Naming the Light

I was out the door a little after 6am this morning, wool cap and hiking boots on, guided through the pre-dawn solely by intuition and the light of the waning moon. I walked a mile down the loop, to the main gravel road, and finally to the state highway. There, on cue, GP pulled up in his little read Honda and we zoomed down the highway in the direction of the Blue Ridge Parkway. We were going to watch the sunrise from the fire tower on the summit of Green Knob.

A little over six miles south down the Parkway we pulled over on the right hand side of the road near a trail marker. By now the light we had hoped to see once we were on top of Green Knob was already reflecting off the hills around us.

“What color is it?” I asked GP.

“Right now? Now it’s a peachy glow. This is only the beginning.” He took one last gulp of his piping hot coffee and we headed up the trail. Within minutes I began to shed layers. First the wool cap, then the fleece vest. GP took off his borrowed flannel, then his turtlefur hat. I kept my wool shirt on, however. From the Parkway, it is only a fifteen minute hike up switchbacks to get to the fire tower, a little over 5,000 feet.

We hiked in silence through the peachy glow and upwards, through a rhododendron thicket. There, a bright ball of orange light was cast in almost spherical perfection across the trail. It was so distinct and singular in shape, an illusion presented itself convincing me that I could touch the light. I wanted to lift it up to my face, look at it on all sides, feels its lightness.

“What color is it now?” I asked GP, with honest curiosity. I tend to write about the sunlight a lot and I was soliciting GP’s opinion because he is a poet.

“Apricot brandy. It’s apricot brandy. This one won’t last long, though.”

We looked through the rhododendron towards the horizon. He was right; the bright orange sun was peering above the horizon already. We wouldn’t see the sunrise proper from the fire tower, but we could stop long enough on the trail to watch it break free of the horizon.

A few minutes further up the trail we hit a fern grove. I never understood that ferns changed with fall too, until I moved to the South. They can go from deep green to lime to yellow to brown. In groves, this change is particularly noticeable, as the light seems to undulate on all sides of the ferns, their lightweight fronts seemingly reflective of the sun’s rays.

“What color is it now?” I asked, nodding in the direction of the fern grove.

“Like white wine,” GP said.

“Chardonnay,” I added. We pressed on. In no time we were racing to the stairs of the fire tower, then at the top we found ourselves suddenly hushed by the view that surrounded us on all sides.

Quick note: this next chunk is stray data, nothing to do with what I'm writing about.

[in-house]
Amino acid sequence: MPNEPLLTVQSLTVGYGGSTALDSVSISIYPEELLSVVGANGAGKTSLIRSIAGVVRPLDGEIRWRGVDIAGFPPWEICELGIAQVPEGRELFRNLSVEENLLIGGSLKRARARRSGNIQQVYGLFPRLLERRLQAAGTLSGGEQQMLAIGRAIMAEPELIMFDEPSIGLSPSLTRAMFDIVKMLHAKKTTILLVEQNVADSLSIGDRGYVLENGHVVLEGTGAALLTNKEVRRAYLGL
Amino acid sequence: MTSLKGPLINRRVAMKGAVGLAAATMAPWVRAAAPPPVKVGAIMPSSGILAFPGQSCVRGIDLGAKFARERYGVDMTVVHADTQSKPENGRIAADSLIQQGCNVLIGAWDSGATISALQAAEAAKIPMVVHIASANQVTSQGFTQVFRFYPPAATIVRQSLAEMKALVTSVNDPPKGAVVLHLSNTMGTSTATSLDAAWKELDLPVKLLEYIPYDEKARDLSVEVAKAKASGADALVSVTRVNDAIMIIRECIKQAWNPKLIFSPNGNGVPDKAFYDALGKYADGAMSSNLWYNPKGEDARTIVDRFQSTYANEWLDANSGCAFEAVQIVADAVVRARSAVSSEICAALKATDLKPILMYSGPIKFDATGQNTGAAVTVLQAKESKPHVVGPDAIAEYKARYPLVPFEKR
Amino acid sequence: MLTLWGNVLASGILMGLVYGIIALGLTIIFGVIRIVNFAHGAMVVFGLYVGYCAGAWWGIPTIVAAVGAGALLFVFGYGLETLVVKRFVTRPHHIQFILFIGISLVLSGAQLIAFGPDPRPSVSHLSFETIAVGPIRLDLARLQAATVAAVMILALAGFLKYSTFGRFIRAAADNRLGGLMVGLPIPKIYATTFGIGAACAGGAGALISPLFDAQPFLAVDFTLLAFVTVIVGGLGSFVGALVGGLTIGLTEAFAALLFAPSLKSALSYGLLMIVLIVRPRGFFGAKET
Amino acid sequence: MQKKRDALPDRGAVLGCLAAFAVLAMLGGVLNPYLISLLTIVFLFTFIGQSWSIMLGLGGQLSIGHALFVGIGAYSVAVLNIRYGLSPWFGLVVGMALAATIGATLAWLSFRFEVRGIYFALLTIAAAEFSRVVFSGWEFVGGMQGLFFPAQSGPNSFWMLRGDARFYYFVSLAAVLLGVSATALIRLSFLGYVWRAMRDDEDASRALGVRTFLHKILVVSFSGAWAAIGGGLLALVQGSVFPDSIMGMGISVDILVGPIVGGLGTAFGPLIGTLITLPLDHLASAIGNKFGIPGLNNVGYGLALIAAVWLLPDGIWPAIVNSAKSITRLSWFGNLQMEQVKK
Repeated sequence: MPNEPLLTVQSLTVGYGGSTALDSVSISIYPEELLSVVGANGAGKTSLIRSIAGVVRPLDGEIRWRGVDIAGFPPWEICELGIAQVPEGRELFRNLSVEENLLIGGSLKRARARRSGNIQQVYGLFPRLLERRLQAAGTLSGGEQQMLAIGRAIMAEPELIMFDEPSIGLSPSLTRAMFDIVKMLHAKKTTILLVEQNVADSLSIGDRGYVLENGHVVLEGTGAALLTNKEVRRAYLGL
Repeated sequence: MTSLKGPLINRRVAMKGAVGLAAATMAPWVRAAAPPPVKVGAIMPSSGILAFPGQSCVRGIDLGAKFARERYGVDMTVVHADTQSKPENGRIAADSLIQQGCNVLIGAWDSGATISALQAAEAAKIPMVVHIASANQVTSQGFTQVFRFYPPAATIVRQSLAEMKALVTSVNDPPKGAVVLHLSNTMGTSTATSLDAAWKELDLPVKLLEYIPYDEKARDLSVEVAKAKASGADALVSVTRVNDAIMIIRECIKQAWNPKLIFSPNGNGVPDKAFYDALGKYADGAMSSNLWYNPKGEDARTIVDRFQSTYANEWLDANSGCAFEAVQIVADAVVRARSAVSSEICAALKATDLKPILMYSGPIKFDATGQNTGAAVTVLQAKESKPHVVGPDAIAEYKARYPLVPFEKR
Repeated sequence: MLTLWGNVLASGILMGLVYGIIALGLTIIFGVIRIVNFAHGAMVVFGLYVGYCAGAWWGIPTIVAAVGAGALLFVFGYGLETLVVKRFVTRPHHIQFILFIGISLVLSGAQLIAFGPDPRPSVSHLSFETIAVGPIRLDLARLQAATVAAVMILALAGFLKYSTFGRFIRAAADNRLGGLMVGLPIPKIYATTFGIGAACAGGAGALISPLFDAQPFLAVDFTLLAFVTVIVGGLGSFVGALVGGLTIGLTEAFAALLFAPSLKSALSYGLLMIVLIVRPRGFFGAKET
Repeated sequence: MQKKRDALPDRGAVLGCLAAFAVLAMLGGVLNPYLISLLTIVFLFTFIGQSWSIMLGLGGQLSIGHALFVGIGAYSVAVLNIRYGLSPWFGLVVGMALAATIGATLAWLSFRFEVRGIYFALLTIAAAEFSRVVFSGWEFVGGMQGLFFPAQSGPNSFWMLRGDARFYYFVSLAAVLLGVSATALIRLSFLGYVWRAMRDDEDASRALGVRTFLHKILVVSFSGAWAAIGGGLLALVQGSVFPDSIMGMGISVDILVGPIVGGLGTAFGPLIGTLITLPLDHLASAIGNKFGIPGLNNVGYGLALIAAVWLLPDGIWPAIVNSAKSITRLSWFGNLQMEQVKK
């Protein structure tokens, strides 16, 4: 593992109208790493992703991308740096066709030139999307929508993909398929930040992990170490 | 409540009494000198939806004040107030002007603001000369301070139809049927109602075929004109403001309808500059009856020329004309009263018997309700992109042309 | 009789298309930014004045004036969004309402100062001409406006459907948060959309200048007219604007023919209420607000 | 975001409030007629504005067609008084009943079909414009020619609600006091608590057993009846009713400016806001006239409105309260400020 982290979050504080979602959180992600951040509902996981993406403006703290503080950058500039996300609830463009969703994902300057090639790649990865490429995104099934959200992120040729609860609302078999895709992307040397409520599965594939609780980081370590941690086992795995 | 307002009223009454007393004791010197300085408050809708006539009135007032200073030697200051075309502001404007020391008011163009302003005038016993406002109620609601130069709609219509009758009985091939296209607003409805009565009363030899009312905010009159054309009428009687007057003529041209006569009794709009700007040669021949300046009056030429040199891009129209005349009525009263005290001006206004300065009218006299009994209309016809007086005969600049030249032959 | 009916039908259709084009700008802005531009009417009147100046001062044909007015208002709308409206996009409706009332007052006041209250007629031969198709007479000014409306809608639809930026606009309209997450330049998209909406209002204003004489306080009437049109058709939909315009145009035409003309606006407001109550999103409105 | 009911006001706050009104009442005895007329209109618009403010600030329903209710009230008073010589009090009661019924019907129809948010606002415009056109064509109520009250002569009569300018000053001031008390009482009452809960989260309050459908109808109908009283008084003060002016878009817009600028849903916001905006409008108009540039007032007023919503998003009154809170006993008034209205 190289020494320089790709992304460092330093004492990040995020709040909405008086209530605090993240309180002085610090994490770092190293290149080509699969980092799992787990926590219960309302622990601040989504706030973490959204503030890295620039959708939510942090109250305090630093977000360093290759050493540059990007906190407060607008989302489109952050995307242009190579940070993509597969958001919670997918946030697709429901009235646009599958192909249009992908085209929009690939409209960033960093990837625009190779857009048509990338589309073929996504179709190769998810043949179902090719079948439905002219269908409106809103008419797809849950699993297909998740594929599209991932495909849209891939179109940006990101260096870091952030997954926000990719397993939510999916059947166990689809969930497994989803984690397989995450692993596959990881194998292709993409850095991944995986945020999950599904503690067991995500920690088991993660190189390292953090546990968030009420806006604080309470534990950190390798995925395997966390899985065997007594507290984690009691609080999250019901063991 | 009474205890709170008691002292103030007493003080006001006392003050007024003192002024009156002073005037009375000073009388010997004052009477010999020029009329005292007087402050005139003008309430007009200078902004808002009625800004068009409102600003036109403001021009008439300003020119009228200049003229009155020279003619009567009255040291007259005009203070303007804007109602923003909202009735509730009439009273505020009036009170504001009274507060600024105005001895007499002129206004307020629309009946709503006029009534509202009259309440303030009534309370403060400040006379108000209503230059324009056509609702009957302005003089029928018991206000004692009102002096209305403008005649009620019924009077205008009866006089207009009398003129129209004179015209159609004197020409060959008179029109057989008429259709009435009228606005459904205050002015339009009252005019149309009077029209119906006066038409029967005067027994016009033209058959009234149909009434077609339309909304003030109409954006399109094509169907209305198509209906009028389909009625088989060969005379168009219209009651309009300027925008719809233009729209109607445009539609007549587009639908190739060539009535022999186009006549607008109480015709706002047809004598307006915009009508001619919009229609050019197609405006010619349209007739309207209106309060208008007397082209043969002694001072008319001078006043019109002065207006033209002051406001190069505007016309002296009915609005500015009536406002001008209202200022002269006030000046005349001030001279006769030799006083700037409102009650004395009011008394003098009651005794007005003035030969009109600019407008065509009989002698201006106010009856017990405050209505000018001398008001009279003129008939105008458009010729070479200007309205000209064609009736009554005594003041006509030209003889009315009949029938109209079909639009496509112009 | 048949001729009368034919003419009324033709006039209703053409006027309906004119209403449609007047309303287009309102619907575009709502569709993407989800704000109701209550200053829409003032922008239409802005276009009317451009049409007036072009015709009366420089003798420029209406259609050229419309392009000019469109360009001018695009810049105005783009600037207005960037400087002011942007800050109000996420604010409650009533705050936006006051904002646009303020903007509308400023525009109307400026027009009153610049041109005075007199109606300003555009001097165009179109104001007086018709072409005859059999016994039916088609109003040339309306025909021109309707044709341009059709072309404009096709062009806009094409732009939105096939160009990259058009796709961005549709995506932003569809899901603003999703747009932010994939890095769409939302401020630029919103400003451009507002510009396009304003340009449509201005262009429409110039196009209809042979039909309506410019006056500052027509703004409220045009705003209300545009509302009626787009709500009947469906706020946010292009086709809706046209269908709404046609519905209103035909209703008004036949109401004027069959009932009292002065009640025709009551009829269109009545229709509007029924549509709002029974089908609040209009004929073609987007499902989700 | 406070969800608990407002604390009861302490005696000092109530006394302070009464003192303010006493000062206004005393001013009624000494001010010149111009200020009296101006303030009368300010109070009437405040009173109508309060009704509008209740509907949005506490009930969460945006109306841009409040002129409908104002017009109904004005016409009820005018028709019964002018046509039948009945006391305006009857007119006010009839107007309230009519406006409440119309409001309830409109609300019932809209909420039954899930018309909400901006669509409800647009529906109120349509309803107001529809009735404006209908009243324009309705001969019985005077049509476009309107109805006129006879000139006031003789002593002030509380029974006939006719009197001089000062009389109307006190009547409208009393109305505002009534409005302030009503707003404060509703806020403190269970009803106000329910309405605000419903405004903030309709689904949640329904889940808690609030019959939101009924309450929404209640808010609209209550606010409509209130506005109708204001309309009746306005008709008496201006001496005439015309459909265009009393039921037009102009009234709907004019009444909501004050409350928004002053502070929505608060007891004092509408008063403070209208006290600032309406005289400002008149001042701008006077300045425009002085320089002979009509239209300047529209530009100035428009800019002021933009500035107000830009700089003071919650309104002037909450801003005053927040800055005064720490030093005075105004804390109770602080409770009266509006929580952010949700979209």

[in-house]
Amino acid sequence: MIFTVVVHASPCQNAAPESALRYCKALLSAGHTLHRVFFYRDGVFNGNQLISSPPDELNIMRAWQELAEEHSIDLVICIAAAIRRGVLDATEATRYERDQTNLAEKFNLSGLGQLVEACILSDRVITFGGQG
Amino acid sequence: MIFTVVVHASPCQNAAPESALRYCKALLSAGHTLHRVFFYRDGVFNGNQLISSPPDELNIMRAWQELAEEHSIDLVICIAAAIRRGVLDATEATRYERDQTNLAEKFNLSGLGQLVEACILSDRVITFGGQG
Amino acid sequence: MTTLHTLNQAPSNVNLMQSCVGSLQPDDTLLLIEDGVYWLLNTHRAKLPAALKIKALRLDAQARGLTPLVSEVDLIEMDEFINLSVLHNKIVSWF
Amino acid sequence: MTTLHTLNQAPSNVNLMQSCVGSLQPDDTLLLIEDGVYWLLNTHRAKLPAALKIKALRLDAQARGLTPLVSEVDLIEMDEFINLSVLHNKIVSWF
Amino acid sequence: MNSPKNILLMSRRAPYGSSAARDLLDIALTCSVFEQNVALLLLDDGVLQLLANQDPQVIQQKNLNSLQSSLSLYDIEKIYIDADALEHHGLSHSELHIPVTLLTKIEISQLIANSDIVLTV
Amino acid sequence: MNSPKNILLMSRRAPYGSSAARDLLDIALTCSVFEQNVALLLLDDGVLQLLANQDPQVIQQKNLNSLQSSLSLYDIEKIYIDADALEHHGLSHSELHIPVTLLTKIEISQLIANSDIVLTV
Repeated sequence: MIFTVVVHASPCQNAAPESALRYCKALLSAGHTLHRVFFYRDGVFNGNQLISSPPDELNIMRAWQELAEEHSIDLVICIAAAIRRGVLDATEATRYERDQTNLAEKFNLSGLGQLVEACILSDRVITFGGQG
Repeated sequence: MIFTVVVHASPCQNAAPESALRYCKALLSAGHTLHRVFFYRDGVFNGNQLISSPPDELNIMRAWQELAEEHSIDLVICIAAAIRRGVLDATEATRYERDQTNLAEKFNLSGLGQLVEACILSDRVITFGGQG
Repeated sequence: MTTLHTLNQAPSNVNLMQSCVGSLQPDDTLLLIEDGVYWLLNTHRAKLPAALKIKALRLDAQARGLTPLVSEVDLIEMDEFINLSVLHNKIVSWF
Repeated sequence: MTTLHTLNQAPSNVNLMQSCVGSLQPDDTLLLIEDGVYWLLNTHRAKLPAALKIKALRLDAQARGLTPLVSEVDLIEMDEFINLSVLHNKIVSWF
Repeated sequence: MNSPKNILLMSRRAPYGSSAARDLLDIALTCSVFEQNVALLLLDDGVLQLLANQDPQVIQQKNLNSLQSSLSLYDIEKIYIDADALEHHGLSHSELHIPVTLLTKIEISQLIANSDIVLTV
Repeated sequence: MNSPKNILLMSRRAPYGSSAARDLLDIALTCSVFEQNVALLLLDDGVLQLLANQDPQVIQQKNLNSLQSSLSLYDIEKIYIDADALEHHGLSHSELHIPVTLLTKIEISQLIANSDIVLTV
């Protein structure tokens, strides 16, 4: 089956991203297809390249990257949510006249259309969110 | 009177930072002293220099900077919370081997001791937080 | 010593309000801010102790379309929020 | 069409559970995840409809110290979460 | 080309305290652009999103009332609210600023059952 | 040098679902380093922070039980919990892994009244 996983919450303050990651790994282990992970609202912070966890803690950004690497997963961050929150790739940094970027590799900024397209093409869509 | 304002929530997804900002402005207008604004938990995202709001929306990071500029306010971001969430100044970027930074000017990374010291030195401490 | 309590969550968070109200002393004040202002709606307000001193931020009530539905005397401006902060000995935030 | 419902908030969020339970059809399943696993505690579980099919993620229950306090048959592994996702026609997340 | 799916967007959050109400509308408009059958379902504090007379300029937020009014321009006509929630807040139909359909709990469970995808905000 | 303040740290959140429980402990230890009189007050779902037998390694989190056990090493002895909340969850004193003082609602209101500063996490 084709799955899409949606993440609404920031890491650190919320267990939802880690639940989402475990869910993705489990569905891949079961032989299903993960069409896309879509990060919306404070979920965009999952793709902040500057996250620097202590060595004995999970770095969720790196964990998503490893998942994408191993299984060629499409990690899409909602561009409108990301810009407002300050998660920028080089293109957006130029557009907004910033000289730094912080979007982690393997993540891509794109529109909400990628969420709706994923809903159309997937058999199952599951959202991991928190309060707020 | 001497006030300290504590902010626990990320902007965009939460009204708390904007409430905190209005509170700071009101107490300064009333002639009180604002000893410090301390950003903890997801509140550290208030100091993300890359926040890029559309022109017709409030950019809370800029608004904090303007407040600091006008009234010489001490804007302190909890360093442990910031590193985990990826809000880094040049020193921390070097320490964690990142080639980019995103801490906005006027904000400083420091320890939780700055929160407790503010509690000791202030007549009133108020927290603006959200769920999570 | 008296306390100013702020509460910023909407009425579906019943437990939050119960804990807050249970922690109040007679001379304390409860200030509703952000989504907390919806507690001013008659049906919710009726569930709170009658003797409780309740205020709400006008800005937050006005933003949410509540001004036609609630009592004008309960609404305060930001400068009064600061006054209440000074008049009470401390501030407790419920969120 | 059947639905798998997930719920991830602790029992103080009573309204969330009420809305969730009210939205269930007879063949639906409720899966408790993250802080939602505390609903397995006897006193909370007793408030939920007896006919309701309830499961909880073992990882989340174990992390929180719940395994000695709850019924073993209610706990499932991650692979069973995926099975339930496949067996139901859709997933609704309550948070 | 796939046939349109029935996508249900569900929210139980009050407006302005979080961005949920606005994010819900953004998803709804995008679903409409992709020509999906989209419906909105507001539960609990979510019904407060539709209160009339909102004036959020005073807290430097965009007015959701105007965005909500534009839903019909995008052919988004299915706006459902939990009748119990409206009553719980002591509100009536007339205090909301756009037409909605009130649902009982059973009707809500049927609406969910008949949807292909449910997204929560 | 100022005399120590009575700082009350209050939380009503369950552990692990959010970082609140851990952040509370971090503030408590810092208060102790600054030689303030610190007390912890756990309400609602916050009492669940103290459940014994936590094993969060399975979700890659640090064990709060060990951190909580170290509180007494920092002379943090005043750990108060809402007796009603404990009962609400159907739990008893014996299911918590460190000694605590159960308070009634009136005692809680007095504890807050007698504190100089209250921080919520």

From one vantage point we could look north and trace the Black Mountains from Mitchell all the way down to Celo Knob, then the view was chopped abruptly by the high rising Horse Rock Ridge. To the northeast we could see into Tennessee and Roan Mountain. Further east were Grandfather Mountain, Table Rock, and Hawk’s Bill (Beak?). Outward from the base of Roan was a flat valley covered in dense fog. There, I knew the South Toe Joined the North Toe River, and not long after that the Cane River flowed into it as well, creating a jumble of waters and rapids and therefore, I surmised, explaining the dense fog and evaporation in that part of the valley. GP agreed.

Turning directly east, we stared right at the sun, by now hovering above the horizon, full and perfect yellow and wider than my imagination can stretch. All to the south and west of us lay the Blue Ridge Mountains, layers upon layers of fluffy greens, yellows, and bitter oranges.

“The reason I do this,” GP said nodding to the west at the wall of the Blacks, “is so that I can see the sunlight touch the occasional flecks of scarlet in the trees.” I look at Mitchell, the highest point east of the Rockies, and my eyes trace down the watershed that forms the source of the South Toe. Scarlet dots appear like stars, suddenly visible across a familiar terrain.

“What color is it now?” I asked GP as we descended the steps of the fire tower. He had to get to work and I had a morning of reading then a full shift at the coffeehouse ahead of me. Already, the day was tugging at the edges of my thoughts, making boxes out of ideas and ideas into commands and commands into actions and actions into productivity.

“It’s day. The color of day,” GP said.

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